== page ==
Home / Publications / Research / Keeping Pets (Dogs and Cats) in Homes: Phase I: Reasons for Not Owning a Dog or Cat

Keeping Pets (Dogs and Cats) in Homes: Phase I: Reasons for Not Owning a Dog or Cat

Every year, 3 to 4 million healthy, adoptable pets are euthanized at our nation’s shelters. American Humane and the entire animal welfare community are forced to question: What needs to be done for these animals to be adopted? And what can be done to ensure that those who are adopted stay with their new families? American Humane’s Animal Welfare Research Institute embarked on a multi-phase study in 2012 to better understand what is preventing people from adopting these animals and, more importantly, to learn the most effective strategies to ensure that newly adopted pets stay with their families, preventing relinquishment to shelters.

By learning more about the barriers to pet ownership and lifelong retention, we can take measured steps to change minds, change policies, and change activities to help get more of these beautiful animals out of shelters and off the streets into the arms of loving families.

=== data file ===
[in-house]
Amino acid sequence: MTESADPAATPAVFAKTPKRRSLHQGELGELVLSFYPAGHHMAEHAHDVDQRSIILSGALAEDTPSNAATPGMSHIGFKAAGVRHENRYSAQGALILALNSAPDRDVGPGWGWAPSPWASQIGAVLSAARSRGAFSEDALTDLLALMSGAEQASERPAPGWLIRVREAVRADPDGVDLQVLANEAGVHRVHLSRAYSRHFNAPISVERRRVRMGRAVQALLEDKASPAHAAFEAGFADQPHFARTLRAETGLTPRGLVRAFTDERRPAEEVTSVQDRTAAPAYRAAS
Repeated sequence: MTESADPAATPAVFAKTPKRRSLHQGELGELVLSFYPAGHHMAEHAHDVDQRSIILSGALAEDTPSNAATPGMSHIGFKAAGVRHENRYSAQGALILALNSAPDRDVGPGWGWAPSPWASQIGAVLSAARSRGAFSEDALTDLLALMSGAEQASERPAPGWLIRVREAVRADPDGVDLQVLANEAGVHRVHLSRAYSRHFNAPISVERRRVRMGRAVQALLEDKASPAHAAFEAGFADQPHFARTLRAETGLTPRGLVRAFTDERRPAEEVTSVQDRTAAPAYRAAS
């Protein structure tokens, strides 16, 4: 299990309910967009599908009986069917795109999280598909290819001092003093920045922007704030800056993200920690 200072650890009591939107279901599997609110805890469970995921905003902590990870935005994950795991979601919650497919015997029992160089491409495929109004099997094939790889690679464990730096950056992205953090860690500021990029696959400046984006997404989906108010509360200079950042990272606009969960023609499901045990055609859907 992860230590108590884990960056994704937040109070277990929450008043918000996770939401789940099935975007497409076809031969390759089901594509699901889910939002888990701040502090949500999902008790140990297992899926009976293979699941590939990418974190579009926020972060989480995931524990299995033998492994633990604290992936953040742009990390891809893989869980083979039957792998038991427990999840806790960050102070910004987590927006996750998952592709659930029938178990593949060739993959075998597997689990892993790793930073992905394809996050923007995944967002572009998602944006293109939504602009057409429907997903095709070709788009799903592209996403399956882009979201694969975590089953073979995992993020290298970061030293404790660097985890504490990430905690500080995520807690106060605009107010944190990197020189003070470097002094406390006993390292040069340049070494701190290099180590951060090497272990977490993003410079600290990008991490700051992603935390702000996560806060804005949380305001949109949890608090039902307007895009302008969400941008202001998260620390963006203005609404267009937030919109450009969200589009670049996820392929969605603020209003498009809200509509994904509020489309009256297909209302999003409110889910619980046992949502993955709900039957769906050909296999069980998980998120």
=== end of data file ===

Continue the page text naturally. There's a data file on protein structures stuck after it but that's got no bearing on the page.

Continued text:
With generous support from PetSmart Charities, Inc., American Humane’s Animal Welfare Research Institute has completed the first phase of this effort, which focuses on better understanding why more than half of U.S. households do not currently own a dog or a cat.

According to the American Pet Products Association’s National Pet Owners Survey (2011-2012), 38.9 million U.S. households own a cat and 46.3 million U.S. households own a dog. With the total number of U.S. households estimated at 117.5 million, there are many homes without pets. Understanding the reasons for pet ownership and relinquishment is crucial for developing strategies to reduce the number of homeless pets and euthanasia rates in our nation.

For more than 135 years, American Humane has succeeded in protecting America’s children, pets, farm animals, and animal actors from cruelty, abuse, and neglect. Everything the organization does is rooted in science so that our actions, policies, and outreach may do the most good. In this ever-changing world, new threats to our most vulnerable constantly emerge, reinforcing the need for constant evaluation to protect our most precious treasures. Through projects such as this, American Humane and our Animal Welfare Research Institute hope to advance our knowledge of the challenges facing the wellness, welfare and well-being of the creatures around us and to strengthen the remarkable physical and emotional bond between human beings and the animals that share and enrich our world.

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